by James Matthews
The roots of this fly are firmly
in Eastern Europe, specifically the home of Czech nymphing: the Jan Shiman stable. This
may offend Polish nymphers, and in my opinion the technique should really be called Polish
nymphing, but the origins of a name are seldom fair and thems the breaks.
I first came across this style of
hook design, which is basically lead moulded to a curved long-shank hook or curved grub
hook, in 1999/2000, but was unable to source a supplier in the UK. I was so taken with the
idea that I was desperate to try moulding my own, but molten lead really didnt
appeal to me so I had to wait a year or two for the hooks to come out here.
It was at a flytying convention
that Jan Shiman presented Steve Thornton with these hooks and in broken English said
"Stev, you tie fly with these." A month or so later Maximus was born and was
taking fish all over the Czech Republic and UK, thanks again to Steve Thornton for the fly
pattern. The hooks became available in the UK soon afterwards and at last I was able to
try them out. The first thing you notice about the hook is the sheer weight, which brought
our Eastern European cousins to call it "grenad" or grenade in
For this pattern you will need:
Hook: Jan Shiman moulded
lead hook (not to be confused with Jiri Klima hooks).
Body: Nymph skin.
Thorax cover: Flytyers Designer skin.
Thread: Powersilk, Dyneema or other GSP.
Dubbing: rabbit or SLF.
Head: Hard as Nails.
Colouration: permanent marker brown, olive, pink - whatever.
With the hook in the vice tie on
behind the final stages of lead mouldings, ie towards the hook bend. (If you try to tie on
behind the eye of the hook and wind back it slips all over the place not
Tie on with the very corner of
your nymphskin, just where your thread wraps are. Make sure its tied in securely and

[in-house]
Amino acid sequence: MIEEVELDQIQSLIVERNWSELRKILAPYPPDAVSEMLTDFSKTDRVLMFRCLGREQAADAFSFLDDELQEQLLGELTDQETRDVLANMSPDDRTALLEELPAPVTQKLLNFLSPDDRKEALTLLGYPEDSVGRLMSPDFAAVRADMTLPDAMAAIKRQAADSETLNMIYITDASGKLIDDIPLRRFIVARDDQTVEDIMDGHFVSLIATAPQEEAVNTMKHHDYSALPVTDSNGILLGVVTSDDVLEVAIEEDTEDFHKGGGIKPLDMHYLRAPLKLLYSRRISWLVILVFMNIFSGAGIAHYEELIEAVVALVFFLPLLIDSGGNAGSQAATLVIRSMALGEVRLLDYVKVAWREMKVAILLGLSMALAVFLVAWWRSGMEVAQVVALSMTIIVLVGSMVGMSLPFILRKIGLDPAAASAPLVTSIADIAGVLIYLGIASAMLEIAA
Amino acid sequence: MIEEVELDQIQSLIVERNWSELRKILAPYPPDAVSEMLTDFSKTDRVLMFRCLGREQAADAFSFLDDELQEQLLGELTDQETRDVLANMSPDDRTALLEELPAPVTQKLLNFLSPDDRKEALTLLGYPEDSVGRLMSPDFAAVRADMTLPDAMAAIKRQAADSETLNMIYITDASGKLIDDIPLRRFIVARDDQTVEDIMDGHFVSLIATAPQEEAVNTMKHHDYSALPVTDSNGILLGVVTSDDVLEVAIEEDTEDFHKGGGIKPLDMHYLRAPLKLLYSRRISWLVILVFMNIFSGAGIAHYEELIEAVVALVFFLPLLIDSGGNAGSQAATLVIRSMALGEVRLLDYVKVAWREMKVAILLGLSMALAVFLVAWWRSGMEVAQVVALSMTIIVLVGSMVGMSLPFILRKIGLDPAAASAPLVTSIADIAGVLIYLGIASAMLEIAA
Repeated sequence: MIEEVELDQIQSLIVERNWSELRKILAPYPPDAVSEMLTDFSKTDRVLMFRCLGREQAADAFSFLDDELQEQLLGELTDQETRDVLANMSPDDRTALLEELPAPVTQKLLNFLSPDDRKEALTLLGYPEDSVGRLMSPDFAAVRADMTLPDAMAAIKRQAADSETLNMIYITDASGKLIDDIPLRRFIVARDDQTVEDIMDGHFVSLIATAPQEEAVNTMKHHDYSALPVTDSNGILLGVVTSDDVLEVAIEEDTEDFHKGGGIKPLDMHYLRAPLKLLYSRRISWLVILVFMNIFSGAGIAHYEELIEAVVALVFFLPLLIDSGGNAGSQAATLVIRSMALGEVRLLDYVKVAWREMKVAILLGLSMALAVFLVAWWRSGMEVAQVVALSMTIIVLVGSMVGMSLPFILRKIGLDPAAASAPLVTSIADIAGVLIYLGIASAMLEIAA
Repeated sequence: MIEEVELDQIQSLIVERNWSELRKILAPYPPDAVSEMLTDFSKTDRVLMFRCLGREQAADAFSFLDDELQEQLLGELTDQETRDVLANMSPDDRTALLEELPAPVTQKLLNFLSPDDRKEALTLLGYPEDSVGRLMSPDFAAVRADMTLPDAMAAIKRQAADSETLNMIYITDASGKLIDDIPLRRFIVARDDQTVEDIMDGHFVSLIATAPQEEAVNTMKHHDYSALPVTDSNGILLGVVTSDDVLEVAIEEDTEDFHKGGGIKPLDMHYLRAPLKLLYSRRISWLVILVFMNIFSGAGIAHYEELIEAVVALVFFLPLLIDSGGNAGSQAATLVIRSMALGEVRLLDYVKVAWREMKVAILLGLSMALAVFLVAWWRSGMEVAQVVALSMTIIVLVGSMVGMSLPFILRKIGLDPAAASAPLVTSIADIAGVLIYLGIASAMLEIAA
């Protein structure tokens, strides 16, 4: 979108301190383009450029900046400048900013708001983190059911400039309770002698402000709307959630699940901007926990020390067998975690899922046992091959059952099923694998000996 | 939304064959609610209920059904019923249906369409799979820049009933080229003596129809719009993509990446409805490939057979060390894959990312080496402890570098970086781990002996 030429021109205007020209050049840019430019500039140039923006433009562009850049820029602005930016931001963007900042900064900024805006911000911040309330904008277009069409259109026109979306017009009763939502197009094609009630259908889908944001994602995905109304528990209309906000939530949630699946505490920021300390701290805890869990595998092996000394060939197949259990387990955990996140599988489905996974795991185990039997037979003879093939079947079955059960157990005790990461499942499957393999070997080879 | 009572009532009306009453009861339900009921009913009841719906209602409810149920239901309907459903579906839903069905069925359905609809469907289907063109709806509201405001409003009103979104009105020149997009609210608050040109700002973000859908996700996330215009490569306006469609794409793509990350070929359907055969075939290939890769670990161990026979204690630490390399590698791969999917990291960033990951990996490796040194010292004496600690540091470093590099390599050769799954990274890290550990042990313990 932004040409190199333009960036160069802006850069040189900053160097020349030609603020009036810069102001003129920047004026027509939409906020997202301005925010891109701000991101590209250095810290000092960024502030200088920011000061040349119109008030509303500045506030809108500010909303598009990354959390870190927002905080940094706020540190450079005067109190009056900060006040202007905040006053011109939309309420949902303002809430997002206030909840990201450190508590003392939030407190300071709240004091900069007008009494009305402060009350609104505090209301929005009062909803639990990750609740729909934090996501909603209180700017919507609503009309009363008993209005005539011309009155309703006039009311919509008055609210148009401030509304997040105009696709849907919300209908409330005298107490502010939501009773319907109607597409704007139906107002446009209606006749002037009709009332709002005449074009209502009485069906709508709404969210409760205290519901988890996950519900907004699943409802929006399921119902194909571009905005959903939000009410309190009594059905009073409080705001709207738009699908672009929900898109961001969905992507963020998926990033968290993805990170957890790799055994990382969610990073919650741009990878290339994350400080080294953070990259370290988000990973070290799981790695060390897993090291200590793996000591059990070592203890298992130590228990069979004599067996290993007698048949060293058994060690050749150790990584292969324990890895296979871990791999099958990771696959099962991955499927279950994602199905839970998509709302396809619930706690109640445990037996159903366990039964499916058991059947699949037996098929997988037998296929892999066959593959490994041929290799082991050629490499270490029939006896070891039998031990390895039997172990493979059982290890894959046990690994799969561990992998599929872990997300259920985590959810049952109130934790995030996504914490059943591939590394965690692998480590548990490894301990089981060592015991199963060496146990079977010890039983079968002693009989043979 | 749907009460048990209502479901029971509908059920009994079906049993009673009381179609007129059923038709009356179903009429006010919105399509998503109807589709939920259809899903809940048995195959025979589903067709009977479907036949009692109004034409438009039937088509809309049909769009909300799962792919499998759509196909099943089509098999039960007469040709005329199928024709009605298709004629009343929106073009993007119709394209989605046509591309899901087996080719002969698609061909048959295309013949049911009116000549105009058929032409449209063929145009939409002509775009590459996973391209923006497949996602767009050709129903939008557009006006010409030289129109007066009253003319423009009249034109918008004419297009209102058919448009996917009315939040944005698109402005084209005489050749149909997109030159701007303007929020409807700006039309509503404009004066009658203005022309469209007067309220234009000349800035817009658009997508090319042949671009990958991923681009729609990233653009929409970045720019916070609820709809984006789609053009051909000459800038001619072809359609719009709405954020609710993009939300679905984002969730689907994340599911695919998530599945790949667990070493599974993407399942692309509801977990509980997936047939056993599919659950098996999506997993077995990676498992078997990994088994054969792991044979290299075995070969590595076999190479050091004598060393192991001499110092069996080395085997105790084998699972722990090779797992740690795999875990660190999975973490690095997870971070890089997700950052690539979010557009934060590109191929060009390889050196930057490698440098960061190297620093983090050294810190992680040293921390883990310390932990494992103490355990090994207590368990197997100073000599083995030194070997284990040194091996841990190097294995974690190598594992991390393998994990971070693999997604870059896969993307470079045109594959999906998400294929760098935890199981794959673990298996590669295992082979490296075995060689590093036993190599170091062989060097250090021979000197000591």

with one wrap of thread advance towards the eye.
You will notice a thread wrap
hanging horizontally underneath the body, under the lead windings. This is OK, as
well cover it later.
Stretch your nymphskin, tightly at
first, winding on exposing 50% of your previous nymphskin wraps. Advance towards the eye
and tie off. Whip finish and snip off the waste tag.
Take your thread back to just
opposite the hook point and leave your thread hanging.
Cut a strip of Flytyers
designer skin 4mm wide by 5cm long, tie this on top just where your thread was hanging and
advance towards the eye. Wind back in open turns to the position just opposite the hook
point and with the very fine tip of a partridge feather, concave side uppermost, tie in.
Split your thread and with your
preferred dubbing spin a fine rope. Advance towards the eye.
Take your Hard as Nails and add a
tiny drop on top of the dubbing. Pull your partridge feather over towards the hook eye and
tie off, the snip off the waste.
Pull over your Designer skin (this
is the thorax) and tie off. Whip finish and snip off the tag.
Take a permanent marker and from
eye to hook bend stroke backwards. Add a drop of varnish at the eye end.
Another one for the fly
The Czechs and the Poles used
simple floss or painted bodies for this hook and it was used mainly as an anchor pattern,
ie to get your other flies down. I have since played about with the hook and a current
favourite is simply to colour the actual lead with a pink fluorescent marker, varnish and
whip on a sparkle thorax. Again a simple anchor pattern that takes fish.
The Maximus, however, with its
grub-like appearance, is serious fish food. This is one for your seriously deep pools. It
reaches places no other fly can, which is where we would expect to find Ms Thymalus
Thymalus. Its a relatively simple pattern and it really is worth having a few of
these in your box.
I tend to fish it Czech-style on
the middle dropper or point fly, or with a New Zealand dropper rig tied to some spiders.
Have a go, you wont be disappointed.
James Matthews, Ayr
November 2004 ©